Chat software is also less formal than email. Employees are often much happier to communicate via a quick message on Slack, rather than bother with the banal formalities of the classic ‘yours sincerely’ and ‘best wishes’ email sign-offs.
Unsubscribe from junk mail
If you’re blind to the junk mail that pours through your inbox, you’re not alone. Junk mail is cast off as an annoyance and regularly ignored, but the easiest solution is simply to unsubscribe. If you want to go one step further, take care what you sign up for in the first place.
“I try to minimise the amount of superfluous incoming emails,” explains Pete. “I unsubscribe from any newsletters that I don’t regularly look at and then use the Unroll.Me service to consolidate any newsletters that remain into a single email every day. I also use mail rules to automatically file or forward specific emails – for example, sending my RingGo parking receipts direct to my expenses system.”
Deleting and archiving should be your two favourite functions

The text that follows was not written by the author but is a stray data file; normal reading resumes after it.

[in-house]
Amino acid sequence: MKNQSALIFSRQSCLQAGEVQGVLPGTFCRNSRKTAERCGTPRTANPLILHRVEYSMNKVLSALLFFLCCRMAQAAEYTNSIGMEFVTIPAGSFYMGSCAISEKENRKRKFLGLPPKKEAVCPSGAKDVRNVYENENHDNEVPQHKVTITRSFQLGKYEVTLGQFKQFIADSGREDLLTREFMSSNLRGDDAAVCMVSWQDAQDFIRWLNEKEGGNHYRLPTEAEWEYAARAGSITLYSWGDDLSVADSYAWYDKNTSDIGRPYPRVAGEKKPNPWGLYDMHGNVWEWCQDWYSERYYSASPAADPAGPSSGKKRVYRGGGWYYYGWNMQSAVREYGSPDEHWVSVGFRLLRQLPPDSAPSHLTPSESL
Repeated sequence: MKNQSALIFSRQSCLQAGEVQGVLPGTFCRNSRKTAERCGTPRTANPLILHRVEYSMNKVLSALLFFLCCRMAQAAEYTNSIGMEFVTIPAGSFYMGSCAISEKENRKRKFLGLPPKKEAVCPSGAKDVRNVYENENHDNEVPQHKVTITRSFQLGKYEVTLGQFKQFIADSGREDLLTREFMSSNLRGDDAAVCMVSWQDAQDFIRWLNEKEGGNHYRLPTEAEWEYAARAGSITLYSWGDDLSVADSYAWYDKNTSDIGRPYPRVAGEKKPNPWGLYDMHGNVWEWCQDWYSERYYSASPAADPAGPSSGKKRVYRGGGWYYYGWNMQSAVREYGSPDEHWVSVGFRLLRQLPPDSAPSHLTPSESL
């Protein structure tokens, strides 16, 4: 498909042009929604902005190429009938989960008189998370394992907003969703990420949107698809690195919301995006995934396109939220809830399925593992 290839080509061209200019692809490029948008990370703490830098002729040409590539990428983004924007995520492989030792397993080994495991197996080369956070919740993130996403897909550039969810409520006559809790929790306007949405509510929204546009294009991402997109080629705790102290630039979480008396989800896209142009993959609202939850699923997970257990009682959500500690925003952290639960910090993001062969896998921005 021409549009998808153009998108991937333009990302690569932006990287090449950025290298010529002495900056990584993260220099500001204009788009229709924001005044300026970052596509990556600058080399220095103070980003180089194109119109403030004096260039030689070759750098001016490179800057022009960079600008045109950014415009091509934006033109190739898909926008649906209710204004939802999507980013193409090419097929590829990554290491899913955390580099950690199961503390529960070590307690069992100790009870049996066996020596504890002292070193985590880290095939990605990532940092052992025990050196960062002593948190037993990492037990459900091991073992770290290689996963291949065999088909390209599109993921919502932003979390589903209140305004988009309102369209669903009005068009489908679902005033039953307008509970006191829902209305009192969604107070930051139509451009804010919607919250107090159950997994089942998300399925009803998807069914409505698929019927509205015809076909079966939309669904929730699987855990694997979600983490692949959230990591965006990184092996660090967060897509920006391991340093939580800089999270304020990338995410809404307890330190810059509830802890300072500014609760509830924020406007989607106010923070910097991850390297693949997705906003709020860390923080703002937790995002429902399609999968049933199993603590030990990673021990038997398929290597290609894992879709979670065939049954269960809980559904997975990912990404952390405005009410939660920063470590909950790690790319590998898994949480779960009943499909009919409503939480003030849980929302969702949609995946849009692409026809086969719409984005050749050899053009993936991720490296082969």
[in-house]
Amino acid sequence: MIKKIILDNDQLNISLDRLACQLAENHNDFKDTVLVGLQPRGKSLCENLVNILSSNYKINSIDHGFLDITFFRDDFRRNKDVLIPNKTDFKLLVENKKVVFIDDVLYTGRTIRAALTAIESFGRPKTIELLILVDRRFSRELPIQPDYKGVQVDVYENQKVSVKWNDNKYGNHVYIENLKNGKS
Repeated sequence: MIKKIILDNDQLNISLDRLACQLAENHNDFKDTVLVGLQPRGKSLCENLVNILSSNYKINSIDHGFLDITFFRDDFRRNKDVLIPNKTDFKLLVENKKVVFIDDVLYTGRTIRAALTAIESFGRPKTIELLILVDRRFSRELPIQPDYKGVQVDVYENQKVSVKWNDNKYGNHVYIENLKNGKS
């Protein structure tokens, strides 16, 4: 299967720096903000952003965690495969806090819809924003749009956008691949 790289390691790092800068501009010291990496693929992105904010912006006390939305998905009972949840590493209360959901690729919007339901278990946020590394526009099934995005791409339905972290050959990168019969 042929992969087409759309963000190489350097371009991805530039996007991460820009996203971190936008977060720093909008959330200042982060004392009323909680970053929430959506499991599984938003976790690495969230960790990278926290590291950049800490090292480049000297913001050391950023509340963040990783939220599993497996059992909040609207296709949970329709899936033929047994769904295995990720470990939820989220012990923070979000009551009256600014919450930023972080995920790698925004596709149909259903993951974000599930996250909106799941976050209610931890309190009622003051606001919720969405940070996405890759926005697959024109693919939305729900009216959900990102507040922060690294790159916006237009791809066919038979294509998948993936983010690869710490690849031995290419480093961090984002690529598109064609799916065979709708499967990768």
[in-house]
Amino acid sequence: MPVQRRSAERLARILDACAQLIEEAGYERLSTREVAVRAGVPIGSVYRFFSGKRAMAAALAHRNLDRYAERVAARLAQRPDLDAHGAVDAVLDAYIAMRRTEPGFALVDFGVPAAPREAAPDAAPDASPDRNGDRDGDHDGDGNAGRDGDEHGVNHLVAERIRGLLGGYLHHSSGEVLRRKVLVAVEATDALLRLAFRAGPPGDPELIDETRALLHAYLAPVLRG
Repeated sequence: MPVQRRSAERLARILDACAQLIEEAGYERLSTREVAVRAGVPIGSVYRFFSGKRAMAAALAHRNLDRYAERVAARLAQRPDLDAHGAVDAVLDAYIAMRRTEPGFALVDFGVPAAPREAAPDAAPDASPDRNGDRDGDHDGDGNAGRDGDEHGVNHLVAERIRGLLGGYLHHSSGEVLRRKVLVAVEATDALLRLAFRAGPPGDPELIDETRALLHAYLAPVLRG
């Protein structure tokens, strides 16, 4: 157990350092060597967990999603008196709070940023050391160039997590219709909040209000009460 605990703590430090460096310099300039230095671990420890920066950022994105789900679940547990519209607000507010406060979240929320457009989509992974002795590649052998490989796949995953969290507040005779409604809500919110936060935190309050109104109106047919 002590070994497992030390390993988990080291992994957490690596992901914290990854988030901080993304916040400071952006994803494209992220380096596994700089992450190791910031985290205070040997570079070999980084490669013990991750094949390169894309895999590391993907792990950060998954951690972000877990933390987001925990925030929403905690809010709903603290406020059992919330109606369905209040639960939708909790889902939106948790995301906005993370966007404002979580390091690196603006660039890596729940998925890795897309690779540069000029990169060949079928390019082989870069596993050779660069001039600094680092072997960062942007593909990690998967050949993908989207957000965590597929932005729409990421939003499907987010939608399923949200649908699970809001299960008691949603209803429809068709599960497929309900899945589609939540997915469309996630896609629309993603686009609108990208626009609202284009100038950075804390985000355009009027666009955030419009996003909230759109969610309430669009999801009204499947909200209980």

Believe it or not, it’s perfectly acceptable to delete emails. However, if you’re a ‘just in case person’, and the thought of deleting an email fills you with dread, the alternative option is to archive.
Although Pete admits that cloud systems and infinite storage doesn’t make deleting a necessity, he says good organisational practice dictates he deletes emails he knows he’ll never want to see again. “But I do archive a lot,” he adds. “Just in case I ever need to refer to them in the future. The key thing is to get them out of the inbox and put them somewhere else.
“On a daily basis, I look at each email in my inbox and decide whether I can simply delete, archive or whether there is an action associated with it.” Pete says if an action is required, he usually saves the task to a digital task manager. “Once an action is saved in my task manager – alongside any captured tasks from other activities and meetings – I no longer have any need for it in my inbox so can delete or archive it.”